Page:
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article imageGolden Gate Bridge directors approve barrier to stop suicides

By Nathan Salant     Jun 28, 2014 in Technology
San Francisco - After decades of being an unfortunate magnet for people determined to kill themselves, directors of the Golden Gate Bridge voted Friday to build a suicide barrier along the length of the iconic span.
Urged by dozens of supporters, mostly family members of people who jumped from the world-famous bridge, the Golden Gate Bridge, Highway and Transportation Board of Directors voted unanimously to spend $76 million on a steel mesh net to catch people who try to kill themselves.
The vote caps decades of debate over the advisability of such a barrier, which opponents acknowledged could save lives but contended would detract from the bridge's celebrated appearance.
The sleek, mile-long bridge that links San Francisco with the Marin County hills by crossing the entrance to San Francisco Bay, is one of the world's most recognizable architectural achievements, according to the San Francisco Chronicle newspaper.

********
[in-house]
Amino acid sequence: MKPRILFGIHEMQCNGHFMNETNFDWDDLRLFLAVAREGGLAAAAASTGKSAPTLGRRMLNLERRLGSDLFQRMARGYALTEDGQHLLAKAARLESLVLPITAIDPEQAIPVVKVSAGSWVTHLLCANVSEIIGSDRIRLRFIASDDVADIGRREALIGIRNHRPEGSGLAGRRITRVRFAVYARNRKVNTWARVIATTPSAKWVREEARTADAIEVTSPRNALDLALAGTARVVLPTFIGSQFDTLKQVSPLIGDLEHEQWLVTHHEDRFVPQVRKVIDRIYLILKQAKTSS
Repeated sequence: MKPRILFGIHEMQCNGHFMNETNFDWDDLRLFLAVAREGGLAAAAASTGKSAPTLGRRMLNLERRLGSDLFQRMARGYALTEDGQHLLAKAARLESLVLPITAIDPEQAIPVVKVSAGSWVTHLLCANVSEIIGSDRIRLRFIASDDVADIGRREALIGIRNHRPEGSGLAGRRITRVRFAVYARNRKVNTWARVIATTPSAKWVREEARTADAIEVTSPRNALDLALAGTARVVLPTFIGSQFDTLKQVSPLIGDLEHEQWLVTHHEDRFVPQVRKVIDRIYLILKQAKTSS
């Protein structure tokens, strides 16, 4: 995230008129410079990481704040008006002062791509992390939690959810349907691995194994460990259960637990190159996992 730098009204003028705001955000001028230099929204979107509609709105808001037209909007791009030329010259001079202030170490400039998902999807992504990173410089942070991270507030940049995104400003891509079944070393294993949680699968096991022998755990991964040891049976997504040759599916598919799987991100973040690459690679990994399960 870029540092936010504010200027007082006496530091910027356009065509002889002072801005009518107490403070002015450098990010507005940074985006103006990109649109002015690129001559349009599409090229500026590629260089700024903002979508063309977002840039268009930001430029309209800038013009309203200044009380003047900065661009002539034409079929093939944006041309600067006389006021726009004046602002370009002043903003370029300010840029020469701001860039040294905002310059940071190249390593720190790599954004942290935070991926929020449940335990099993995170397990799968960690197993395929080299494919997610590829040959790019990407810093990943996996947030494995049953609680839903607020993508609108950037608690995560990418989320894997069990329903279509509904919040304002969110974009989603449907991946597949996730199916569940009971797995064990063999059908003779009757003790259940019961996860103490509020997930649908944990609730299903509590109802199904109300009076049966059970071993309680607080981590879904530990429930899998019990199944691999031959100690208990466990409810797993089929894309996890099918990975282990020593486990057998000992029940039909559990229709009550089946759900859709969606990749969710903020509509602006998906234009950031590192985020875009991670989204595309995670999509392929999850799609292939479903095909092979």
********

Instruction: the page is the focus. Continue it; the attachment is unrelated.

But more than 1,600 people have jumped from the bridge, which has lengthwise pedestrian walkways with four-foot-tall barriers on both sides.
Pedestrians are not permitted to use the westernmost walkway.
The suicide barrier is expected to take three years to construct, the newspaper said.
The $69 million cost of the suicide barrier will borne by $20 million in bridge tolls, $7 million in state mental health allocations and the rest from federal highway and grant funds, the newspaper said.
Bridge District General Manager Denis Mulligan advised directors to approve the barrier because it "simply is the right thing to do at this time," the newspaper said.
Director Janet Reilly of San Francisco, who had helped campaign for funds to build the barrier, told the Chronicle how satisfied she was by the vote.
"It's not every day you have an opportunity to save a life, and hardly ever that you have an opportunity to save many lives," Reilly said.
"Today is that day," she said.
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